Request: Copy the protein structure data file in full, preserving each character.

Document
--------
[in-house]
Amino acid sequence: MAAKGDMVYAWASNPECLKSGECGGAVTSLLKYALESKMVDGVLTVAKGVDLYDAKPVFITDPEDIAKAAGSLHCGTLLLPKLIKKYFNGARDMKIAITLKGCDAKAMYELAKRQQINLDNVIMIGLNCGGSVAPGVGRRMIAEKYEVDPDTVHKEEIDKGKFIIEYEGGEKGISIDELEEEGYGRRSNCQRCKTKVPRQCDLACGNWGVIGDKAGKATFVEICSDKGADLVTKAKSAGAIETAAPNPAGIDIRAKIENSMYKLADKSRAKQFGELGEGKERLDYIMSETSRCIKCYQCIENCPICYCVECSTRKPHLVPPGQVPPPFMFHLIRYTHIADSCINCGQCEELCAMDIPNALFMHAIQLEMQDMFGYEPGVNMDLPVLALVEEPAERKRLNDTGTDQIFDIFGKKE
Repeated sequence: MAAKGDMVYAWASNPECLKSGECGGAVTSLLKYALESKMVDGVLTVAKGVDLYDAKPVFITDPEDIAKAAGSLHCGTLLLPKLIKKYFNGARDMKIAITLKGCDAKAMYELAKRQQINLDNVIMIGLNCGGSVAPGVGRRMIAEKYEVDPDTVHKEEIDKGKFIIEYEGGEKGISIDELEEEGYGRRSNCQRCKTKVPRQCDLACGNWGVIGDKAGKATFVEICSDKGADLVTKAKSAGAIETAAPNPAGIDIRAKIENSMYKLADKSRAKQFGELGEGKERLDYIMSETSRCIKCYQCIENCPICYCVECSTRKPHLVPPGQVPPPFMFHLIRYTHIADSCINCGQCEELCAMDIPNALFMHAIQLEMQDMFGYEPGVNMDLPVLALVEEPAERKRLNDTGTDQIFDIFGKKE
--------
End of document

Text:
[in-house]
Amino acid sequence: MAAKGDMVYAWASNPECLKSGECGGAVTSLLKYALESKMVDGVLTVAKGVDLYDAKPVFITDPEDIAKAAGSLHCGTLLLPKLIKKYFNGARDMKIAITLKGCDAKAMYELAKRQQINLDNVIMIGLNCGGSVAPGVGRRMIAEKYEVDPDTVHKEEIDKGKFIIEYEGGEKGISIDELEEEGYGRRSNCQRCKTKVPRQCDLACGNWGVIGDKAGKATFVEICSDKGADLVTKAKSAGAIETAAPNPAGIDIRAKIENSMYKLADKSRAKQFGELGEGKERLDYIMSETSRCIKCYQCIENCPICYCVECSTRKPHLVPPGQVPPPFMFHLIRYTHIADSCINCGQCEELCAMDIPNALFMHAIQLEMQDMFGYEPGVNMDLPVLALVEEPAERKRLNDTGTDQIFDIFGKKE
Repeated sequence: MAAKGDMVYAWASNPECLKSGECGGAVTSLLKYALESKMVDGVLTVAKGVDLYDAKPVFITDPEDIAKAAGSLHCGTLLLPKLIKKYFNGARDMKIAITLKGCDAKAMYELAKRQQINLDNVIMIGLNCGGSVAPGVGRRMIAEKYEVDPDTVHKEEIDKGKFIIEYEGGEKGISIDELEEEGYGRRSNCQRCKTKVPRQCDLACGNWGVIGDKAGKATFVEICSDKGADLVTKAKSAGAIETAAPNPAGIDIRAKIENSMYKLADKSRAKQFGELGEGKERLDYIMSETSRCIKCYQCIENCPICYCVECSTRKPHLVPPGQVPPPFMFHLIRYTHIADSCINCGQCEELCAMDIPNALFMHAIQLEMQDMFGYEPGVNMDLPVLALVEEPAERKRLNDTGTDQIFDIFGKKE